A deformed tip is usually a result of your previous surgeon treating the nose tissues and bone over-aggressively during the primary surgery. As a result, the tip of the nose is one of the most common spots that this problem occurs.
Yet again, asymmetric nostrils are caused by the lack of experience and expertise on the surgeon’s side. The surgeons are expected to confirm the size and shape of the nostrils before and during surgery to ensure they are symmetrical.
Any type of weak structure that was created within the nose could collapse and cause breathing difficulty for the patients. Unevenly sized airway is another scenario where the patient will have varying amount of air entering through each nostril and become an issue for the patients.
Revision rhinoplasty operations require a more different technique and level of expertise compared to primary rhinoplasty surgeries.
This is due to the fact that a revision rhinoplasty surgeon will know the severity of the deformity only after starting the operation and analyzing the inside of the nose themselves.
That is also exactly why different and more advanced techniques are used during a revision rhinoplasty operation.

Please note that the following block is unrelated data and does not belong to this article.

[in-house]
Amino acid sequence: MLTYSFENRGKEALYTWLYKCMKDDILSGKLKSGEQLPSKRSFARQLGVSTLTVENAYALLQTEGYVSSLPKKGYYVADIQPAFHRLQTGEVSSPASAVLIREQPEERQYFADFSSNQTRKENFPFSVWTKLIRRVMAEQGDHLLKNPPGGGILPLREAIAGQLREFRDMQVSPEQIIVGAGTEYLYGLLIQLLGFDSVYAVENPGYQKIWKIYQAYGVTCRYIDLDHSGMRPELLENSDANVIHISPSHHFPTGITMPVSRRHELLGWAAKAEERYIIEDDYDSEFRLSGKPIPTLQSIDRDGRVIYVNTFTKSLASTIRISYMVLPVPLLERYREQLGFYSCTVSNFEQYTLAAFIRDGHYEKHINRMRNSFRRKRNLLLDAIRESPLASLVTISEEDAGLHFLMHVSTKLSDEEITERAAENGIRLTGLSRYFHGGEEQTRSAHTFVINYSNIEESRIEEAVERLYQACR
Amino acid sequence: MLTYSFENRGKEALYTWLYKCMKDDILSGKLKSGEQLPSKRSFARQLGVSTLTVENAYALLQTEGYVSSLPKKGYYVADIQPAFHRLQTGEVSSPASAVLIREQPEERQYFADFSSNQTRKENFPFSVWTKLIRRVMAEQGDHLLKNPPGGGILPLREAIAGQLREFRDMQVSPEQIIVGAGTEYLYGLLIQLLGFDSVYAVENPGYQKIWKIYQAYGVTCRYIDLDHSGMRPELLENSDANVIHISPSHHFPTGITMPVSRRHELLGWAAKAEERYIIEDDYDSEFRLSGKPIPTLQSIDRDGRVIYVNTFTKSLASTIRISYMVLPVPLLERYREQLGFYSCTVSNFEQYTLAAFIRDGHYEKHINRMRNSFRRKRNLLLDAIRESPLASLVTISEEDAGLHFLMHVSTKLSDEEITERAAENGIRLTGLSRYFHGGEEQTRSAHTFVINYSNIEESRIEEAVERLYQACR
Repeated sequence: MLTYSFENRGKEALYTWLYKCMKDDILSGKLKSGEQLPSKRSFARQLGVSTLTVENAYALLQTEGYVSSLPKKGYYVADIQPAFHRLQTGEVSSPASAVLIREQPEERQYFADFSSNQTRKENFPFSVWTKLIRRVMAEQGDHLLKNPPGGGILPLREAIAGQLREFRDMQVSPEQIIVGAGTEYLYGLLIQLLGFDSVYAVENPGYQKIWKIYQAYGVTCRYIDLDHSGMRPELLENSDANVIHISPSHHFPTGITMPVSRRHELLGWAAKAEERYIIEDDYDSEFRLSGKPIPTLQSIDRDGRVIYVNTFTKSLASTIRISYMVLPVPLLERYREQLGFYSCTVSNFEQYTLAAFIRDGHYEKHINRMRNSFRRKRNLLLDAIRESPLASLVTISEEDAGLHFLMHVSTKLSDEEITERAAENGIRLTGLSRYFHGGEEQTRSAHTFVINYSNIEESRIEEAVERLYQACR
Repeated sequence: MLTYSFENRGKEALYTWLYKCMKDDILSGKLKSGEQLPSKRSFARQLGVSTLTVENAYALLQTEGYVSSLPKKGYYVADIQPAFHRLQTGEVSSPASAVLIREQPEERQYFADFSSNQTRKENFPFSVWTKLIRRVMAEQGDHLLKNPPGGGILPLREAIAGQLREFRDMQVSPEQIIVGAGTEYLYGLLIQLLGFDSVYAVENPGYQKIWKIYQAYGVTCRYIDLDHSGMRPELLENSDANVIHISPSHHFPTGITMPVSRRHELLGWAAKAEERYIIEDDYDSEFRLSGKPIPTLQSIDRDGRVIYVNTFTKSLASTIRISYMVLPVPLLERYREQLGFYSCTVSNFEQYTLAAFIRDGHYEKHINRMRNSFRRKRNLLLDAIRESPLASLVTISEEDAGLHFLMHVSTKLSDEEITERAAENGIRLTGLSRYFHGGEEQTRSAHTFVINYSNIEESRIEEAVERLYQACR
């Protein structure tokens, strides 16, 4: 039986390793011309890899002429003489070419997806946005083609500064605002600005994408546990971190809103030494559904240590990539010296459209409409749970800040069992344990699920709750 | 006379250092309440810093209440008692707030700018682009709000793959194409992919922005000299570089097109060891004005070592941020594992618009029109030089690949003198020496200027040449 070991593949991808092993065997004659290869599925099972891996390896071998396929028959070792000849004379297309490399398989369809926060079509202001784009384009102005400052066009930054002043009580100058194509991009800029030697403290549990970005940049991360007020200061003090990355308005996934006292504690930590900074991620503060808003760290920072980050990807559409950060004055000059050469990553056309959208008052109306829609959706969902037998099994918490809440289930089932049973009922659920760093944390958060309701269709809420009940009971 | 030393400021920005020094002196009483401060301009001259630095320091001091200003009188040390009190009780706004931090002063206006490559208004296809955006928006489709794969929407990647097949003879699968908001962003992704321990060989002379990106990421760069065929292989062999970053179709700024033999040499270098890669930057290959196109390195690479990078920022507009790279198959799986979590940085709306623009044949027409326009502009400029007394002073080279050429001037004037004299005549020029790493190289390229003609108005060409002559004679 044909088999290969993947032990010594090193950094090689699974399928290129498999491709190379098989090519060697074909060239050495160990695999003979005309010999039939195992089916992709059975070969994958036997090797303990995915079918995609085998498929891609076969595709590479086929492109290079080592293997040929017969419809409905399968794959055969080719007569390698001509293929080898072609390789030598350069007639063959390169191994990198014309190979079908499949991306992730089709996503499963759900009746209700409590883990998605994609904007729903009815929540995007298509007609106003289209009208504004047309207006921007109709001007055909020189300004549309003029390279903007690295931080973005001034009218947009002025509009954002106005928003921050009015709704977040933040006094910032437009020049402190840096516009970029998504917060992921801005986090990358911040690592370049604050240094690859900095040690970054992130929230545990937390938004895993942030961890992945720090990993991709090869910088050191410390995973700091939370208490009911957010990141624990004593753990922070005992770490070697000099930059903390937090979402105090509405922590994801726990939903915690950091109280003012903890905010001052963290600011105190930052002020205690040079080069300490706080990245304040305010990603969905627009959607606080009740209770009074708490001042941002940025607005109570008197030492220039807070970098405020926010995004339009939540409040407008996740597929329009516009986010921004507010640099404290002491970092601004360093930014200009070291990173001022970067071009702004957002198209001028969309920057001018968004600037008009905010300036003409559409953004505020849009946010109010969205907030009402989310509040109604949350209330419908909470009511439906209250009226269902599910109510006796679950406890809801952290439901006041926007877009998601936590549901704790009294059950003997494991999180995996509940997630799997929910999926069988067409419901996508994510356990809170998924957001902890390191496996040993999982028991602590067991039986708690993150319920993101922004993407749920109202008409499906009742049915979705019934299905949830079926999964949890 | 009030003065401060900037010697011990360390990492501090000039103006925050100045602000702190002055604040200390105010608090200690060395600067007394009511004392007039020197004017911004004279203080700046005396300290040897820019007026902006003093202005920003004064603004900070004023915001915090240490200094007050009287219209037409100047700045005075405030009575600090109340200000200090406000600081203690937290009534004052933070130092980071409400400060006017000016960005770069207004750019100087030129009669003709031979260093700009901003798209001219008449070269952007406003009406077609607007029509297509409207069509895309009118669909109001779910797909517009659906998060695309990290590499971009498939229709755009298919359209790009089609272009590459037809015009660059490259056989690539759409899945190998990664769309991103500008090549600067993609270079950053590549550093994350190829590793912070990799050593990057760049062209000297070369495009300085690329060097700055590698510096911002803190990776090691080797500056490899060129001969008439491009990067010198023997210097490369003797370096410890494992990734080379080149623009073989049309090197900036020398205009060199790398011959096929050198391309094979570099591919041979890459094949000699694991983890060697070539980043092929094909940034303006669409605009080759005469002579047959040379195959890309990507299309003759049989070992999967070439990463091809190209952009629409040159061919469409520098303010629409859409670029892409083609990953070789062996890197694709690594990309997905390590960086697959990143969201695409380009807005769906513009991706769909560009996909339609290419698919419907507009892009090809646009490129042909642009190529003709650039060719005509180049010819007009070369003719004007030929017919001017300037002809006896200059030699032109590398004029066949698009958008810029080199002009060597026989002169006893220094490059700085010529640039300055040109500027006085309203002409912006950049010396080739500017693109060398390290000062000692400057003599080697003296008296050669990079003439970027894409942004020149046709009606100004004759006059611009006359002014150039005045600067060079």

Oftentimes, to reshape the nose and achieve the desired look, the surgeon will use cartilage extracted from the patient’s own body like rib cartilage. This extraction is done through a minimal incision below the chest where the small piece of the rib is cartilage is collected and then used for the nasal reconstruction. It is important to notice that any incision made will leave no visible scars.
The technique that our surgeons at Cygnus Clinic practice for any type of rhinoplasty is called Ultrasonic Rhinoplasty.
Unlike a primary rhinoplasty operation where the surgeon is working with a virgin nose tissue and structure, a secondary rhinoplasty surgery is a much more delicate and challenging surgery where an expert surgeon is needed for the task in hand.